The ICFNJ’s Undergraduate Research Symposium seeks to increase the number of students participating in STEM programs at their universities and introduce these students to mentors and career opportunities that will serve them well in their future professional lives. ICFNJ will provide a maximum of 28 awards worth $2,500 each to help undergraduate student fund and present their research at the symposium. All academic majors are encouraged to submit proposals. Submissions are due June 10, 2013. For more information, see the documents below:
The Department of Defense’s MSRP Idea Development Award aims to promote ideas in the early stages of development that have the potential to yield high-impact findings and new avenues of investigation. Proposals must address at least one of the following areas:
- Biological basis of symptoms and their management
- Mechanistic studies of environmental risk factors
- Endocrinological influence on disease activity and progression
- Co-morbidities and their impact on disease activity and progression
The maximum award period is two years and the maximum allowable direct costs for this period are $400,000 plus indirect costs. The pre-application submission deadline is June 18, 2013, while the final application submission deadline is September 17, 2013. For information, see the link below:
IBDR supports the development, production and distribution of novel instrumentation that addresses demonstrated needs in biological research in areas supported by NSF Biology programs. Proposals should benefit a broad user community through distribution of the technology and must fall into one of two types:
Type A – Innovation: Proposals for the development of novel instrumentation that provides new research capabilities or, where appropriate, that significantly improves current technologies by at least an order of magnitude in fundamental aspects such as accuracy, precision, resolution, throughput, flexibility, breadth of application, costs of construction or operation, or user-friendliness.
Type B – Bridging: Proposals for transforming ‘one of a kind’ prototypes or high-end instruments into devices that are broadly available and utilizable without loss of capacity.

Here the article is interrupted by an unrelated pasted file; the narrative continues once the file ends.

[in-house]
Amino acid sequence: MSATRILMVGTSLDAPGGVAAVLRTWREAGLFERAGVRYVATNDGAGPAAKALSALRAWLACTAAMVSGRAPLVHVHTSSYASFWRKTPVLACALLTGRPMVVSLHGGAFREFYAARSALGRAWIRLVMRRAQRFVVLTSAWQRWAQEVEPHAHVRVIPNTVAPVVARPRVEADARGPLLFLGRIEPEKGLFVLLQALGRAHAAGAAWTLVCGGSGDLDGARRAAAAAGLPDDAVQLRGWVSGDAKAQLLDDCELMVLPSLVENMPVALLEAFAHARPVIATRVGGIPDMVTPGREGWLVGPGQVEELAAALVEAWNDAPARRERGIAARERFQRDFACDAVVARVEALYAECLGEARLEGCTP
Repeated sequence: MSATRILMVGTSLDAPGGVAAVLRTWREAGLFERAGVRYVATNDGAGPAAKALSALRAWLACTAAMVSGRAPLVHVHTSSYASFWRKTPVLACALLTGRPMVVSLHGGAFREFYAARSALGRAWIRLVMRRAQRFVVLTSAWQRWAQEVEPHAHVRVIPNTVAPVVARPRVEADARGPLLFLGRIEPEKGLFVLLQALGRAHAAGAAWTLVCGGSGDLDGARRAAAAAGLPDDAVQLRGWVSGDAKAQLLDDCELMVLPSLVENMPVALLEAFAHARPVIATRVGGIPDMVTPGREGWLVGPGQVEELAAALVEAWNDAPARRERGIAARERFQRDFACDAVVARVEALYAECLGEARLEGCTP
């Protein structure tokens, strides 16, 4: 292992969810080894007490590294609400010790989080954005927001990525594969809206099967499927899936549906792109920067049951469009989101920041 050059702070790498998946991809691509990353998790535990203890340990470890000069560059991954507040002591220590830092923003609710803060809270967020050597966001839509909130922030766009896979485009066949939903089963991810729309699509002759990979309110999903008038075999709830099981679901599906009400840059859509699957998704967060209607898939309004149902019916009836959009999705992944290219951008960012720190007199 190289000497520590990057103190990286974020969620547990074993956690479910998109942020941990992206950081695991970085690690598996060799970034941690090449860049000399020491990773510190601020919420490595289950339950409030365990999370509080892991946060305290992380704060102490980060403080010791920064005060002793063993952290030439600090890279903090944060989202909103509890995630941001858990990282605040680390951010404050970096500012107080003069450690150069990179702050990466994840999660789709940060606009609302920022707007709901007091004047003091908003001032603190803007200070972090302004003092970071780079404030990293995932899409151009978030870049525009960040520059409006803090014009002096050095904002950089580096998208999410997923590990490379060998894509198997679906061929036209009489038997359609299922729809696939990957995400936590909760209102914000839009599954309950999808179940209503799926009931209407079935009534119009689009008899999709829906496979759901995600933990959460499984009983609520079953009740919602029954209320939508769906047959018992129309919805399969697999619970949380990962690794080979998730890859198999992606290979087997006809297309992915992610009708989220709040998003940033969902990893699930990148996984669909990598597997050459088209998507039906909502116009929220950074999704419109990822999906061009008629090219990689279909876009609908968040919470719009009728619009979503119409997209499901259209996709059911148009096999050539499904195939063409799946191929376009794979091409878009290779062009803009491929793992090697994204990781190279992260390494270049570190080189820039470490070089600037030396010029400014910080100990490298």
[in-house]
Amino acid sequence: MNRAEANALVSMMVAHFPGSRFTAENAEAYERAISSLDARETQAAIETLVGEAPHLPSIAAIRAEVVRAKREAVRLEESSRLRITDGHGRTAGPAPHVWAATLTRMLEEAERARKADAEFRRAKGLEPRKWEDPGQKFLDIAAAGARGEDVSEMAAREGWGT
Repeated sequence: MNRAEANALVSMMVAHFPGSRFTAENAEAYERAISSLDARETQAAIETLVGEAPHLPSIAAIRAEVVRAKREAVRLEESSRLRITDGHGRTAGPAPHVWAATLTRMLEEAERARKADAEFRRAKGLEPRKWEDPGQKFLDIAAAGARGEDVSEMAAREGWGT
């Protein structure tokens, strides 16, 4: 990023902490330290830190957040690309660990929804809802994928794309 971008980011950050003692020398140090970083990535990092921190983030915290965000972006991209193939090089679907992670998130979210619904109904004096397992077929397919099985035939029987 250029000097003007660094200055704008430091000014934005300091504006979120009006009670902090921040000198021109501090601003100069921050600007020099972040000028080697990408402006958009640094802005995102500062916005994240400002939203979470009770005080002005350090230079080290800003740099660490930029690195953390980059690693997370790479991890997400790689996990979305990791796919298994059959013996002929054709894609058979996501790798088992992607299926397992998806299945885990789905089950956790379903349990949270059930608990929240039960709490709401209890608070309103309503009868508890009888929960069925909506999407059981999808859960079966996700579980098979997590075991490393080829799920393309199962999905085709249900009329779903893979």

The exact award amount depends on the availability of funds. Applications are due July 31, 2013. For more information, see the link below:
The CUR is hosting a Registry of Undergraduate Researchers in an attempt to facilitate matchmaking between undergraduates with research experience and graduate schools seeking students. Undergraduates can fill out a curriculum vitae form free of charge. Their information will only be given legitimate graduate schools or research programs, not marketing firms. CUR also welcomes submissions from Master’s students who plan to enter PhD programs.
The registry is currently open to all students, schools and employers in the fields of: Anthropology/Archaeology, Arts/Humanities, Biology/Biochemistry, Business, Chemistry/Biochemistry, Economics, Education, Engineering, English and Linguistics, Environmental Studies, Geosciences, Health Professions, History, Journalism and Communications, Mathematics/Computer Science, Physics/ Astronomy, Political Science, Psychology, Social Work and Sociology.
For more information, see the link below:
The Imagine Science Film Festival (ISFF) is seeking films that transform scientific concepts into engaging movies. Films should effectively incorporate science into a compelling narrative while remaining grounded in scientific fact. Winners of the Nature Scientific Merit Award will receive $2,500 and winners of the Nature Audience Award will receive $1,000. Submissions open March 1, 2013, with an early deadline of May 1, 2013, a regular deadline of June 15, 2013 and a late deadline of August 15, 2013. For more information, see the link below:
HHS’s Office of the Assistant Secretary for Preparedness and Response (ASPR) is requesting applications for research that will inform the ongoing response to and recovery from Hurricane Sandy. Much of this research can only be conducted during the recovery and response to a major emergency or natural disaster, or the opportunity is lost. Research under this funding opportunity announcement can support, but is not limited to:
- Assessing community resilience and identify resilience factors to inform recovery
- Evaluating the effectiveness of risk communication and use of social media
- Evaluating the health system response and health care access discontinuity to assist recovery
- Evaluating evacuation and policy decision-making and outcomes
- Evaluating and mitigate mental health outcomes of affected individuals and communities
Projects cannot exceed $500,000 in direct costs and must be completed within 24 months of the issuance of the award. Applications must be submitted before May 20, 2013. For more information, see the link below: